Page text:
Vanderhall says the Brawley will be available with either a 40 kWh or 60 kWh NMC battery pack that feeds the 300 volt powertrain, but they don’t specify which pack will deliver the estimated 200 miles of range. It’s most likely the larger 60 kWh pack when compared to on-road electric vehicle offerings, and that’s a pretty generous estimate. Regardless of range estimates, actual range off-road can vary wildly due to different terrain types and driving styles so it’ll be interesting to see what the real-world numbers end up being.
It’s great to see Vanderhall testing in the dunes, because that should give them a good worst-case scenario on range due to the power-robbing nature of sand. Heat management will also be a factor, but NMC (or lithium-nickel-manganese-cobalt) battery cells are supposed to have to lowest self-heating rate of all currently used battery chemistries. This is in addition to being one of the most cost effective battery cells with high energy density. Charging will be handled by either an on-board 6-kilowatt charger, or an available DC fast charger that’s said to replenish 80% capacity in under one hour.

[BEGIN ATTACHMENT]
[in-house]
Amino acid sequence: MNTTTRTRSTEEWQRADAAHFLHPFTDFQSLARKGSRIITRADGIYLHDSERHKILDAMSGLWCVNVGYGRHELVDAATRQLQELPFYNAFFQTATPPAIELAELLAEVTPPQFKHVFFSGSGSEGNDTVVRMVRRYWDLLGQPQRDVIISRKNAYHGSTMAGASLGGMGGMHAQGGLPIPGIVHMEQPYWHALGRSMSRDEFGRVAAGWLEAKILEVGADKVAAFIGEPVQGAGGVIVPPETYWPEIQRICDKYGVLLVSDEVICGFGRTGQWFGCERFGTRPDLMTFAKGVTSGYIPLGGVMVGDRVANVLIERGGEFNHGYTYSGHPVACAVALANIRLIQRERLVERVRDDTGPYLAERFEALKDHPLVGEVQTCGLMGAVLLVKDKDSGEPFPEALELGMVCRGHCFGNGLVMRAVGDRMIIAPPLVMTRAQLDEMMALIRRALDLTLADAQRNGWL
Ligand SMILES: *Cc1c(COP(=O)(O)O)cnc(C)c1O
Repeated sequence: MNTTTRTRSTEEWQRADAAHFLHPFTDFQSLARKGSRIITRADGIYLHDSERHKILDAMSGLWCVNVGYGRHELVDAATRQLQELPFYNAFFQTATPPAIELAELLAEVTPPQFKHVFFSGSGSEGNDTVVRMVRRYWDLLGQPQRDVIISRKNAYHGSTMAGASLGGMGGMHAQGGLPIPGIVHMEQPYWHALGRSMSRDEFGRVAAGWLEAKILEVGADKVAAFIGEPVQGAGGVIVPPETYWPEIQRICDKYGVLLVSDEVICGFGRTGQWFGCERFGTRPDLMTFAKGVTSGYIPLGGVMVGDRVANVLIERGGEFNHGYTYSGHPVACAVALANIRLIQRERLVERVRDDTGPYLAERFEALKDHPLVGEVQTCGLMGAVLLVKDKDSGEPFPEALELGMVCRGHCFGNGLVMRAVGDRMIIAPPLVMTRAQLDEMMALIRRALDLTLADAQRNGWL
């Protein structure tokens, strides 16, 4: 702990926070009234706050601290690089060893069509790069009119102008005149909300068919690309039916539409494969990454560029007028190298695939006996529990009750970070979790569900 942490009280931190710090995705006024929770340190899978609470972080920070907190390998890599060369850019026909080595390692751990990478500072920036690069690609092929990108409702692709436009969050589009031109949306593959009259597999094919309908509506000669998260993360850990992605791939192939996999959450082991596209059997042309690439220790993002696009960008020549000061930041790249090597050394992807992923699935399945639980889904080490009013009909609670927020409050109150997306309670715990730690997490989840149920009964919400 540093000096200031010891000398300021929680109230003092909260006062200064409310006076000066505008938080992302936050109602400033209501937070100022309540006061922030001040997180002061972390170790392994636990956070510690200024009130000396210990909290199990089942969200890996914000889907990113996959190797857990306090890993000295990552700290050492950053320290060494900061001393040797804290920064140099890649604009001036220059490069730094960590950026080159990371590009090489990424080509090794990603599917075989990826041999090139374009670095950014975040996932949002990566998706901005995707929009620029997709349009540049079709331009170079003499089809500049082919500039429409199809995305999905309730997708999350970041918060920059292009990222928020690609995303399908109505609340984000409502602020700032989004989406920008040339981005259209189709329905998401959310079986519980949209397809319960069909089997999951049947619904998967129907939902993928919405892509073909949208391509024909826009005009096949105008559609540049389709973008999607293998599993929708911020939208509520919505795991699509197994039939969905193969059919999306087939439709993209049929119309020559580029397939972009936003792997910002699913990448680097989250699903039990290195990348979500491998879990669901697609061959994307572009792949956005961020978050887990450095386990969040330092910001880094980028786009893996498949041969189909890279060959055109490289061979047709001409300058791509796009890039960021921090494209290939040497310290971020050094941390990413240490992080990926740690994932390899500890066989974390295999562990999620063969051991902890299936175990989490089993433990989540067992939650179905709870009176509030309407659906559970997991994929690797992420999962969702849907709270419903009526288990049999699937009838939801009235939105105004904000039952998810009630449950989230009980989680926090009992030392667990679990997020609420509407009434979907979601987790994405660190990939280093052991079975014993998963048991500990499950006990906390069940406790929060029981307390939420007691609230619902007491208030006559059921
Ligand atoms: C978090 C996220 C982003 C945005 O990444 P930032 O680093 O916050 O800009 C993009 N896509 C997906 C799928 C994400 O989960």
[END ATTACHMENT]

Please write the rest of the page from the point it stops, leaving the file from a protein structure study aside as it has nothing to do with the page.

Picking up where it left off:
The drive unit of the Vanderhall is said to be a self-contained unit with motors, inverter, geartrain, lubrication system, and brakes all in one housing. From the looks of the rendering, it seems there would be separate front and rear drive units sending power through CV axles to each corner, with the two motors inside being individually controlled for enhanced traction and maneuverability—this has proven to be effective on other electric vehicles especially when combined with four wheel steering. They also claim that the use of advanced lubricants and materials will grant up to 10-years of zero maintenance for the power units… a far cry from current UTVs.